UGCA 292 = PGC 42275 = CVn dwA. The very low surface brightness and the presence of some blue stellar complexes characterize the galaxy structure. According to our photometry, the system has an extremely blue total colour: B-V = 0.08. Probably, this is the case of a very young galaxy undergoing active star formation process. The VLA observations of Lo et al. (1993) revealed a larger size for the galaxy in neutral hydrogen than in the optical light. The HI mass-to-light ratio for UGCA 292 is 6.1 in solar units, which is one of the highest value among the known galaxies. With a distance of 3.1 Mpc derived by us, the galaxy HI mass-to-total mass ratio reaches about 70%. The brightest blue object No. 23 lies at the edge of the galaxy may be a foreground star.
UGC 7866 = IC 3687 = DDO 141. Extending over the entire CCD field of view, the galaxy image shows many blue stars and associations as well as a few red stars. Our estimate of UGC 7866 distance based on the three brightest blue stars is 27.37. However, the red modulus, , differs significantly from the blue one.
UGC 7949 = DDO 147 = K 200. The galaxy has a low surface brightness without prominent clumps. All stars except for one in the galaxy are fainter than which leads to a distance of 10.4 Mpc. However, if the galaxy is a moderatly young system without massive blue stars, its distance may be overestimated. Thus this estimate is an upper limit.
UGC 8024 = DDO 154. The galaxy has a very asymmetric shape. Its standard optical diameter is 2.6 arcmin. According to Hoffman et al. (1993), in HI, the galaxy extends to 26 arcmin, i.e. 10 times the optical diameter. Photometry of the stellar population of the galaxy was made by Carignan & Beaulieu (1989) and Hopp & Shulte-Ladbeck (1995). The former authors estimated the galaxy distance to be Mpc, via the brightest blue stellar objects. It became clear from a comparison of their data with ours that, the authors treated some multiple stars as single ones. According to our photometry of the brightest blue stars the galaxy distance is 4.3 Mpc.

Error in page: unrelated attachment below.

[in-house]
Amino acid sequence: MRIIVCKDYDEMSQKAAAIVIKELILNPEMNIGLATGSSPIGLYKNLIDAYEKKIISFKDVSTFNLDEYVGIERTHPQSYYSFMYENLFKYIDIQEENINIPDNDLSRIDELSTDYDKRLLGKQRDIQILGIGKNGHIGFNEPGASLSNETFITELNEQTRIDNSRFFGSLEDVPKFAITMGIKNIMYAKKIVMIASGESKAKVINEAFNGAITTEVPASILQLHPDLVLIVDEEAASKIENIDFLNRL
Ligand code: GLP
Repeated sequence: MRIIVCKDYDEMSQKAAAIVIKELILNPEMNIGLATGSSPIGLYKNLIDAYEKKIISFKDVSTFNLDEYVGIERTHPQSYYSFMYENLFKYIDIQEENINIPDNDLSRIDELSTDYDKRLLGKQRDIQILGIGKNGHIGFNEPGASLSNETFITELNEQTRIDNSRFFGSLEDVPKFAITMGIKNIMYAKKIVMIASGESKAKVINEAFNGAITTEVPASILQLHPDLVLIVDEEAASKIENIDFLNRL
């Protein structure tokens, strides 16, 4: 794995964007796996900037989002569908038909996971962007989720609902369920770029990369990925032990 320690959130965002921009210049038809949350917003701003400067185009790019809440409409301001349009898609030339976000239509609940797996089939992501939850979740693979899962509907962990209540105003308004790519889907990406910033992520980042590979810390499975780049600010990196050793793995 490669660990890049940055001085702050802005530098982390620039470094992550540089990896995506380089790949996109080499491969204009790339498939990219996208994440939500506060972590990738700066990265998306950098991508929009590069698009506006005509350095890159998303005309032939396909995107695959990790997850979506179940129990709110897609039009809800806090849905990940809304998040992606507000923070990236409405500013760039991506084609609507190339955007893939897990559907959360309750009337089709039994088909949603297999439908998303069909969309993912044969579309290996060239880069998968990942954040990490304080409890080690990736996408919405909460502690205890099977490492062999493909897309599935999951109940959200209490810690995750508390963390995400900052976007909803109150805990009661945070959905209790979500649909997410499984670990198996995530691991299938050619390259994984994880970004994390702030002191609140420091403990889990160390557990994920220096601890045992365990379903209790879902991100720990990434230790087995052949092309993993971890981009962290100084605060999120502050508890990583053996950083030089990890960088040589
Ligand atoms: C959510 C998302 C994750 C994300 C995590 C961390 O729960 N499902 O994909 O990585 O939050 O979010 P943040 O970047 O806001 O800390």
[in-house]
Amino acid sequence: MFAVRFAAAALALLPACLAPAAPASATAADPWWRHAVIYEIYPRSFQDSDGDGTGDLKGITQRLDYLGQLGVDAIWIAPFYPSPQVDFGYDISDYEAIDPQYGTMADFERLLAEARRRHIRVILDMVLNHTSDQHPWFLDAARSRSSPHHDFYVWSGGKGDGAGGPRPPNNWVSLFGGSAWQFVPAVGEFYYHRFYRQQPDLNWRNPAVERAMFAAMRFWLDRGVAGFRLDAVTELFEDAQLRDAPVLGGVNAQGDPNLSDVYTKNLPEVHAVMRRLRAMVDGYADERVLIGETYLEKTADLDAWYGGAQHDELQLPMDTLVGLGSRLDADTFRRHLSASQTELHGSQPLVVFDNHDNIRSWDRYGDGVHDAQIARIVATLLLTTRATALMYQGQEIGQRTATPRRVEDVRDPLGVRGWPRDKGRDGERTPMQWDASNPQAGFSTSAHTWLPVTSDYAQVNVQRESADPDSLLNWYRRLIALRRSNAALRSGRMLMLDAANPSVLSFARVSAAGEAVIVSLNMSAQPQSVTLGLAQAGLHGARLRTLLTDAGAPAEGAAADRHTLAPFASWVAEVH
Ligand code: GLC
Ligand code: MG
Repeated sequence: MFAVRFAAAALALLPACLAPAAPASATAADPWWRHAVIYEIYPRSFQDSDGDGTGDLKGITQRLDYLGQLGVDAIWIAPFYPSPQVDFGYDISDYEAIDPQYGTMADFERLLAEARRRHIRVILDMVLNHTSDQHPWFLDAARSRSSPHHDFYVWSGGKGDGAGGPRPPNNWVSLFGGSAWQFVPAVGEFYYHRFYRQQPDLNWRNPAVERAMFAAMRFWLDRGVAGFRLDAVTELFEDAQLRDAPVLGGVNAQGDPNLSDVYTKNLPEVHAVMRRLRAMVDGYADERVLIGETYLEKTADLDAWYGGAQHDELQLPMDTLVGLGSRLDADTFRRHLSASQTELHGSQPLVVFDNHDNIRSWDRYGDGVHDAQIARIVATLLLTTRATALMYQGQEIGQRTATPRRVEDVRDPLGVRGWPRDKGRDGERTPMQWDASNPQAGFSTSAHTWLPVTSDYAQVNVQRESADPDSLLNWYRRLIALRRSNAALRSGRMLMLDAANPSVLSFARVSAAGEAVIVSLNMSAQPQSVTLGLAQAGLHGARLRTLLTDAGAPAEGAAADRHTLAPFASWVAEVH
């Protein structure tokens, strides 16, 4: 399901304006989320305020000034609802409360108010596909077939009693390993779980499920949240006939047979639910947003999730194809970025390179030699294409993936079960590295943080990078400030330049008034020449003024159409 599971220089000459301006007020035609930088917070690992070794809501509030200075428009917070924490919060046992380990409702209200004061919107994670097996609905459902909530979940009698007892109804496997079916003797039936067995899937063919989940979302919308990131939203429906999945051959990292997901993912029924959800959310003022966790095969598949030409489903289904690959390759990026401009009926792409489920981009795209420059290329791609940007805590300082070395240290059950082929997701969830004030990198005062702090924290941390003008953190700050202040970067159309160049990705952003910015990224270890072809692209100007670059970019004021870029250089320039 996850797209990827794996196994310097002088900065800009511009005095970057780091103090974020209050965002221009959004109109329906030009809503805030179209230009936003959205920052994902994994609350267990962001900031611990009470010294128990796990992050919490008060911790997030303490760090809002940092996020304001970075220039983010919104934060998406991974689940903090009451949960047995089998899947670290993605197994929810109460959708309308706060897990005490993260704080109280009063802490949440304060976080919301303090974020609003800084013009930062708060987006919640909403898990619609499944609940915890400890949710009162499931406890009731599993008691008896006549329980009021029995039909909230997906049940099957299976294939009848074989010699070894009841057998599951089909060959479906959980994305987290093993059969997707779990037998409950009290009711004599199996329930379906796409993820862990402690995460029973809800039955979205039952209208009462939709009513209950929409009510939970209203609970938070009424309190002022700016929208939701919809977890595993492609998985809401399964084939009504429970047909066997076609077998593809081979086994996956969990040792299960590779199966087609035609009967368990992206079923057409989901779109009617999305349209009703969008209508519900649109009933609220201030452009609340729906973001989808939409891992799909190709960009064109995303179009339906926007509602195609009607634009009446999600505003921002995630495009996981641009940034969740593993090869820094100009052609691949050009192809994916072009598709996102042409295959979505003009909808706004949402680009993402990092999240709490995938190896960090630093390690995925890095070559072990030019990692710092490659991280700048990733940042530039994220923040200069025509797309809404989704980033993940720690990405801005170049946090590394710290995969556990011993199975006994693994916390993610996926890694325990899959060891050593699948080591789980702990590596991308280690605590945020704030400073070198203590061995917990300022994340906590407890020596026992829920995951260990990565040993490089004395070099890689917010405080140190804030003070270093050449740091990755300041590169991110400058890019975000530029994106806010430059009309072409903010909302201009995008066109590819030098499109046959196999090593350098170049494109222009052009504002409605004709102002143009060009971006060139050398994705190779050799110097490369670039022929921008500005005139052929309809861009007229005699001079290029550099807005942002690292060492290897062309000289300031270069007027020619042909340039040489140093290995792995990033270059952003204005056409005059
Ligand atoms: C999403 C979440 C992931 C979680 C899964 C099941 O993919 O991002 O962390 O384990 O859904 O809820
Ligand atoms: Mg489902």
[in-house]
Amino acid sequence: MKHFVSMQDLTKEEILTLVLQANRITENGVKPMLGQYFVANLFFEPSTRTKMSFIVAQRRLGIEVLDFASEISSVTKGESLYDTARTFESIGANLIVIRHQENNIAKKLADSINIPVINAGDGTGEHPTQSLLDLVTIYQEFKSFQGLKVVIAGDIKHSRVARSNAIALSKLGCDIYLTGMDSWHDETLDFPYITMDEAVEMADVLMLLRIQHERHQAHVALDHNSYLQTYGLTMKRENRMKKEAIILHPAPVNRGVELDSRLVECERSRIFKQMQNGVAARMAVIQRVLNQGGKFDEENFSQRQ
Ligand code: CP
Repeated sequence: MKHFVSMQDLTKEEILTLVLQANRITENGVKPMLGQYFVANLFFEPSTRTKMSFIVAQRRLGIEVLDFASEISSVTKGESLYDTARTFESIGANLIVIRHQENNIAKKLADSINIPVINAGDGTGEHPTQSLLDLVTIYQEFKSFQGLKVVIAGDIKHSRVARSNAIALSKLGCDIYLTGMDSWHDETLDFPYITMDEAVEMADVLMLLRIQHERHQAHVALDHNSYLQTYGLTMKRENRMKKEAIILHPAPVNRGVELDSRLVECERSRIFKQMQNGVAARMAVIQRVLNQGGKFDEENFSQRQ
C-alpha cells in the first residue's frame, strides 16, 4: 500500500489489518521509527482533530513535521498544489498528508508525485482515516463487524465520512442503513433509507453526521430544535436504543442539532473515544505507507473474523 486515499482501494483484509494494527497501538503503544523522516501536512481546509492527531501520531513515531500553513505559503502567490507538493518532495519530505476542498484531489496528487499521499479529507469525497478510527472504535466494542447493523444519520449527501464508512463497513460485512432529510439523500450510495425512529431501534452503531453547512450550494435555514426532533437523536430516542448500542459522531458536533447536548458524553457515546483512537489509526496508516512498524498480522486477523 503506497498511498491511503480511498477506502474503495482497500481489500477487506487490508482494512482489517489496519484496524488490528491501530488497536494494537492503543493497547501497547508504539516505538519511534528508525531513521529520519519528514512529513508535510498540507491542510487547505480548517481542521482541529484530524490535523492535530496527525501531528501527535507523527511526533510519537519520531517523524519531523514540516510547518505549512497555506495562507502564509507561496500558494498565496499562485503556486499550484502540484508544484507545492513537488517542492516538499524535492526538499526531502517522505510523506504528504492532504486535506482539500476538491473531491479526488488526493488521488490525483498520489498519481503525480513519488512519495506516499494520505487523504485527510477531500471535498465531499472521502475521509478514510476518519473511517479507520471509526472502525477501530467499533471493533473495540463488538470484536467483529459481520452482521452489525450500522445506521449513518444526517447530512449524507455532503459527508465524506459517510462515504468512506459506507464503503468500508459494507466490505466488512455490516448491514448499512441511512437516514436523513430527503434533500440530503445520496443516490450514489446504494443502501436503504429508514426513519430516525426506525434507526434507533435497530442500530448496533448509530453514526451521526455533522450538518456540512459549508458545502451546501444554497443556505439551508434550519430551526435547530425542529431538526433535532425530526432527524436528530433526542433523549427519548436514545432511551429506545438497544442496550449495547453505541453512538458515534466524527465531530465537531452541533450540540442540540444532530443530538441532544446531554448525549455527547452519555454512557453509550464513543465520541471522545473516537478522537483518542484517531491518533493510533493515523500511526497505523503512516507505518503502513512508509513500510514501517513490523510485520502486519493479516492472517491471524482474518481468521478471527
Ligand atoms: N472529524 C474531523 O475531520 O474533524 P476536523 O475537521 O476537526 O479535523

K 215 = F. This very low-surface-brightness galaxy was discovered first by Karachentseva (1968), and then studied by Schombert et al. (1992). Within its apparent boundary we detected only a dozen faint bluish stars. Based on the three brightest stars we obtained a galaxy distance D = 19 Mpc which suggests that the galaxy may be a member of the Virgo cluster. However, the galaxy distance may be overestimated because of the lack of young massive stars at the present stage of the galaxy evolution.
UGC 8638 = VV 133. Some bright blue stellar complexes are clearly identified
against the regular amorphous body of the galaxy. The integrated colour of the galaxy
increases smoothly from +0.27 to +0.48 outwards. Except for the
blue object No. 7 (which is a contact binary on the V-frame) the three
brightest blue stars
(Nos. 18, 20, 23) lie too much above the other stars (see CMD in Fig. 22 (click here)). Perhaps, they are compact stellar clusters rather than stars. In this case, the derived distance of 2.3 Mpc, should be considered as a lower limit. To refine the galaxy distance value, a much higher resolution, which is achievable with the Hubble space telescope, is needed.
Figure 22: V vs. (B-V) diagram for UGC 8638
UGC 8651 = DDO 181. The galaxy has a curved bow-like shape very similar to DDO 165 (Karachentsev et al. 1991). Some crowded, semi-resolved stellar complexes are seen in its body. The three brightest blue stars have the mean apparent magnitude which yields a distance D = 3.4 Mpc. If the brightest one (No. 12) is not a single star but a multiple one, the galaxy distance increases up to 5.4 Mpc.
UGC 8760 = DDO 183. The object has an overall symmetric shape. It was resolved into stars by Hopp & Shulte-Ladbeck (1995). The distance modulus, which is derived from the brightest blue stars (28.54) agrees well with the red one ().
UGC 8833. The galaxy core looks much more irregular than its outer parts. Our photometry reveals a slight increase in the colour (from +0.25 to +0.32) along the galaxy radius, which may be caused by the presence of different stellar generations. In the central part of the system, we distinguish about two dozen blue stars brighter than V = 24 mag. The three brightest ones yield a galaxy distance D = 3.2 Mpc.